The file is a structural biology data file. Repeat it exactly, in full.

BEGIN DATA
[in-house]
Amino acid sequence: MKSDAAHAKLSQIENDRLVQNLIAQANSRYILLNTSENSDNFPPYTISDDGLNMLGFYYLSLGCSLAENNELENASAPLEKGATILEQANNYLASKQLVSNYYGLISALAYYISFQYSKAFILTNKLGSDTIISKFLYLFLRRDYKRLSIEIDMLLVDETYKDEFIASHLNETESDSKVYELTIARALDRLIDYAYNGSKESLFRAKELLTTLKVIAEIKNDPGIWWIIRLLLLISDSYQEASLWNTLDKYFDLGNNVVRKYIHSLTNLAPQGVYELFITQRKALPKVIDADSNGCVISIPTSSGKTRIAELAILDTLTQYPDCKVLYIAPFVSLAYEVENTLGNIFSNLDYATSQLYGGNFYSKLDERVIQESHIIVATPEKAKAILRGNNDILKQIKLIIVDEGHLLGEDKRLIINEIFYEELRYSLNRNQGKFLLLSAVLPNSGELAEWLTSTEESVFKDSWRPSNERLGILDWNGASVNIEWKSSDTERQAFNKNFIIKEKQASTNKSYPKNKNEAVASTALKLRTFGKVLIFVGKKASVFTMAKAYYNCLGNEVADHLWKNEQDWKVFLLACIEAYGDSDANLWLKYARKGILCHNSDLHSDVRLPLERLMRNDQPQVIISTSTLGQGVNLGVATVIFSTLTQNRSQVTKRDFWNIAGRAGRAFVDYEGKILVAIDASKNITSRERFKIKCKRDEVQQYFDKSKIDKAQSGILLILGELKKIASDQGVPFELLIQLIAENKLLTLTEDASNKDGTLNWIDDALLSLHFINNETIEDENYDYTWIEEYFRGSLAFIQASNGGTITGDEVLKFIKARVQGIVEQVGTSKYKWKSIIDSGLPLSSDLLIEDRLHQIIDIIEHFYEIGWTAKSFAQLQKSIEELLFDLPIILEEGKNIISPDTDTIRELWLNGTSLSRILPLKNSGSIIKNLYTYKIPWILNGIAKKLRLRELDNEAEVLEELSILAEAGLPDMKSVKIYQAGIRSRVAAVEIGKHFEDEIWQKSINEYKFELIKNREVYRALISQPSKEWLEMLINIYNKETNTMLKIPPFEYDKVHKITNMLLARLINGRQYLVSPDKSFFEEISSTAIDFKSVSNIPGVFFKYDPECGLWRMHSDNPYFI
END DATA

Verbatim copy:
[in-house]
Amino acid sequence: MKSDAAHAKLSQIENDRLVQNLIAQANSRYILLNTSENSDNFPPYTISDDGLNMLGFYYLSLGCSLAENNELENASAPLEKGATILEQANNYLASKQLVSNYYGLISALAYYISFQYSKAFILTNKLGSDTIISKFLYLFLRRDYKRLSIEIDMLLVDETYKDEFIASHLNETESDSKVYELTIARALDRLIDYAYNGSKESLFRAKELLTTLKVIAEIKNDPGIWWIIRLLLLISDSYQEASLWNTLDKYFDLGNNVVRKYIHSLTNLAPQGVYELFITQRKALPKVIDADSNGCVISIPTSSGKTRIAELAILDTLTQYPDCKVLYIAPFVSLAYEVENTLGNIFSNLDYATSQLYGGNFYSKLDERVIQESHIIVATPEKAKAILRGNNDILKQIKLIIVDEGHLLGEDKRLIINEIFYEELRYSLNRNQGKFLLLSAVLPNSGELAEWLTSTEESVFKDSWRPSNERLGILDWNGASVNIEWKSSDTERQAFNKNFIIKEKQASTNKSYPKNKNEAVASTALKLRTFGKVLIFVGKKASVFTMAKAYYNCLGNEVADHLWKNEQDWKVFLLACIEAYGDSDANLWLKYARKGILCHNSDLHSDVRLPLERLMRNDQPQVIISTSTLGQGVNLGVATVIFSTLTQNRSQVTKRDFWNIAGRAGRAFVDYEGKILVAIDASKNITSRERFKIKCKRDEVQQYFDKSKIDKAQSGILLILGELKKIASDQGVPFELLIQLIAENKLLTLTEDASNKDGTLNWIDDALLSLHFINNETIEDENYDYTWIEEYFRGSLAFIQASNGGTITGDEVLKFIKARVQGIVEQVGTSKYKWKSIIDSGLPLSSDLLIEDRLHQIIDIIEHFYEIGWTAKSFAQLQKSIEELLFDLPIILEEGKNIISPDTDTIRELWLNGTSLSRILPLKNSGSIIKNLYTYKIPWILNGIAKKLRLRELDNEAEVLEELSILAEAGLPDMKSVKIYQAGIRSRVAAVEIGKHFEDEIWQKSINEYKFELIKNREVYRALISQPSKEWLEMLINIYNKETNTMLKIPPFEYDKVHKITNMLLARLINGRQYLVSPDKSFFEEISSTAIDFKSVSNIPGVFFKYDPECGLWRMHSDNPYFI